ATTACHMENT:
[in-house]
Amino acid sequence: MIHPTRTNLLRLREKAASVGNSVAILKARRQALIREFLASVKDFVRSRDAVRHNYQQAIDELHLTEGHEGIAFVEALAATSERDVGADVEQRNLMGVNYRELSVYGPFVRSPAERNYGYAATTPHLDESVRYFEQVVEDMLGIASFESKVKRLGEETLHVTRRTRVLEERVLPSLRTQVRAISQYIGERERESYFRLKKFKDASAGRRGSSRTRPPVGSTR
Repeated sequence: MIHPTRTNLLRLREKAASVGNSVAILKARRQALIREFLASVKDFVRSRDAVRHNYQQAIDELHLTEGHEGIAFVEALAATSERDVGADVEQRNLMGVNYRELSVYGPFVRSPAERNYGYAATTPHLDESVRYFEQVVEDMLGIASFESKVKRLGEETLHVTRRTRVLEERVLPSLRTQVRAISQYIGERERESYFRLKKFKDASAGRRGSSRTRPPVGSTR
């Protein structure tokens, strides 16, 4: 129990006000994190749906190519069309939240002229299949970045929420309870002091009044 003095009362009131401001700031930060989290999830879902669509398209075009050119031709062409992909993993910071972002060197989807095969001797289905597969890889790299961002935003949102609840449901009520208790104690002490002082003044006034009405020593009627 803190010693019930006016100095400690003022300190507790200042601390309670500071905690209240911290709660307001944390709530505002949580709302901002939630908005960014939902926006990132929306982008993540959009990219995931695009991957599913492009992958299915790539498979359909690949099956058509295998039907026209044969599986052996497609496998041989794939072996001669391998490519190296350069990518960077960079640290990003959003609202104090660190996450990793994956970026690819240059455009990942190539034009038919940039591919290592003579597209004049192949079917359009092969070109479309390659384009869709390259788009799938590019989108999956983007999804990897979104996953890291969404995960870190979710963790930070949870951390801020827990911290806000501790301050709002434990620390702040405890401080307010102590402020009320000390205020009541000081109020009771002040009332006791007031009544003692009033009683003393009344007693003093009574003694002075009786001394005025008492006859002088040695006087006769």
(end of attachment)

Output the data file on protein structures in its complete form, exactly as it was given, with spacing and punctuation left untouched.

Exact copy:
[in-house]
Amino acid sequence: MIHPTRTNLLRLREKAASVGNSVAILKARRQALIREFLASVKDFVRSRDAVRHNYQQAIDELHLTEGHEGIAFVEALAATSERDVGADVEQRNLMGVNYRELSVYGPFVRSPAERNYGYAATTPHLDESVRYFEQVVEDMLGIASFESKVKRLGEETLHVTRRTRVLEERVLPSLRTQVRAISQYIGERERESYFRLKKFKDASAGRRGSSRTRPPVGSTR
Repeated sequence: MIHPTRTNLLRLREKAASVGNSVAILKARRQALIREFLASVKDFVRSRDAVRHNYQQAIDELHLTEGHEGIAFVEALAATSERDVGADVEQRNLMGVNYRELSVYGPFVRSPAERNYGYAATTPHLDESVRYFEQVVEDMLGIASFESKVKRLGEETLHVTRRTRVLEERVLPSLRTQVRAISQYIGERERESYFRLKKFKDASAGRRGSSRTRPPVGSTR
């Protein structure tokens, strides 16, 4: 129990006000994190749906190519069309939240002229299949970045929420309870002091009044 003095009362009131401001700031930060989290999830879902669509398209075009050119031709062409992909993993910071972002060197989807095969001797289905597969890889790299961002935003949102609840449901009520208790104690002490002082003044006034009405020593009627 803190010693019930006016100095400690003022300190507790200042601390309670500071905690209240911290709660307001944390709530505002949580709302901002939630908005960014939902926006990132929306982008993540959009990219995931695009991957599913492009992958299915790539498979359909690949099956058509295998039907026209044969599986052996497609496998041989794939072996001669391998490519190296350069990518960077960079640290990003959003609202104090660190996450990793994956970026690819240059455009990942190539034009038919940039591919290592003579597209004049192949079917359009092969070109479309390659384009869709390259788009799938590019989108999956983007999804990897979104996953890291969404995960870190979710963790930070949870951390801020827990911290806000501790301050709002434990620390702040405890401080307010102590402020009320000390205020009541000081109020009771002040009332006791007031009544003692009033009683003393009344007693003093009574003694002075009786001394005025008492006859002088040695006087006769």